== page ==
Universities Work on New Models for Depression Care in Elderly

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Two West Coast universities are beginning a project to develop new care models to treat depression in older adults.

The University of California at Davis and the University of Washington will conduct a one-year review of current literature and practice. The goal is to improve care for adults in the late stages of their lives through partnerships with primary care physicians, family and community-based organizations.

Depression affects as many as 50% of patients in nursing homes and between 5% and 10% of older adults in primary-care settings.

The UC Davis team will be headed by Ladson Hinton, MD, a geriatric psychiatrist who specializes in minority mental health and aging. Jurgen Untzer, MD, MPH, who developed the Improving Mood-Promoting Access to Collaborative Treatment (IMPACT) collaborative care model, will helm the team at the University of Washington.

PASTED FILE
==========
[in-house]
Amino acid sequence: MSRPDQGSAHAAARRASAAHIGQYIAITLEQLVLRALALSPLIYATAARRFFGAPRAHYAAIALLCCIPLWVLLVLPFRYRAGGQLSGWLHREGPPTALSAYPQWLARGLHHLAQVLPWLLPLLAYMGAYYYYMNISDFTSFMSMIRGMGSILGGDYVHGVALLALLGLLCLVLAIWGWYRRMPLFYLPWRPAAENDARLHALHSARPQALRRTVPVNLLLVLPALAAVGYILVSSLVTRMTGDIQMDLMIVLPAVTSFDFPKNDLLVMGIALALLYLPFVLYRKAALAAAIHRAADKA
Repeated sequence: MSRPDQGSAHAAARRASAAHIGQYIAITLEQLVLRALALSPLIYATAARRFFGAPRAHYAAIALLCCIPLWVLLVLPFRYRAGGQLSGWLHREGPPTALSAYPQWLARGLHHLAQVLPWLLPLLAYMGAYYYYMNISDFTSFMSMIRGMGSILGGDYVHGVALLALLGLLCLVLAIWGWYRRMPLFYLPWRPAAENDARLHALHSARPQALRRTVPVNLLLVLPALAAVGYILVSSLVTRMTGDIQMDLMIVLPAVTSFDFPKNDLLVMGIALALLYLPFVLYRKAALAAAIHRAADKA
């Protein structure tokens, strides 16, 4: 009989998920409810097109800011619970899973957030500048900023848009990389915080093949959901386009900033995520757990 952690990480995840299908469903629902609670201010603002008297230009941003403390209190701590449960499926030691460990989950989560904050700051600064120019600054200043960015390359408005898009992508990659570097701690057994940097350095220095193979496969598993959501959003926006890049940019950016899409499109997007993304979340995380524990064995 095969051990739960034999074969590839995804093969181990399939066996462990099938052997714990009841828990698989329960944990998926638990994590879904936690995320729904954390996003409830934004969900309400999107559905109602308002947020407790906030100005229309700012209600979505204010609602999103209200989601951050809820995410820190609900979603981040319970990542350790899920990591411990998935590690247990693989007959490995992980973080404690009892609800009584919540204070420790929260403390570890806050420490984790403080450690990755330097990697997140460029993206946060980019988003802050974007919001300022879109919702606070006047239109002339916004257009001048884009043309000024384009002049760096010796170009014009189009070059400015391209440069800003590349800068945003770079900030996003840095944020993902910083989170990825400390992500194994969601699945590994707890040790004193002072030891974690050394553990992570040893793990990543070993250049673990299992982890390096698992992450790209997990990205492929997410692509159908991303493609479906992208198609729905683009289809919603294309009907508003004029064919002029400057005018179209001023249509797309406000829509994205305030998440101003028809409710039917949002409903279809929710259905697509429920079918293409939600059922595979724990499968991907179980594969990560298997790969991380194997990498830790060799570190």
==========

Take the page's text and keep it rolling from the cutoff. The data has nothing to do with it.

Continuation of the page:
The project is funded through a $2.5 million grant from the Archstone Foundation.

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Universities Work on New Models for Depression Care in Elderly
UC Davis and the University of Washington are implementing a project to develop innovative new models of care for depression in older adults through a $2.5 million grant from the California-based Archstone Foundation, a private grant-making organization whose mission is to contribute toward the preparation of society in meeting the needs of an aging population.
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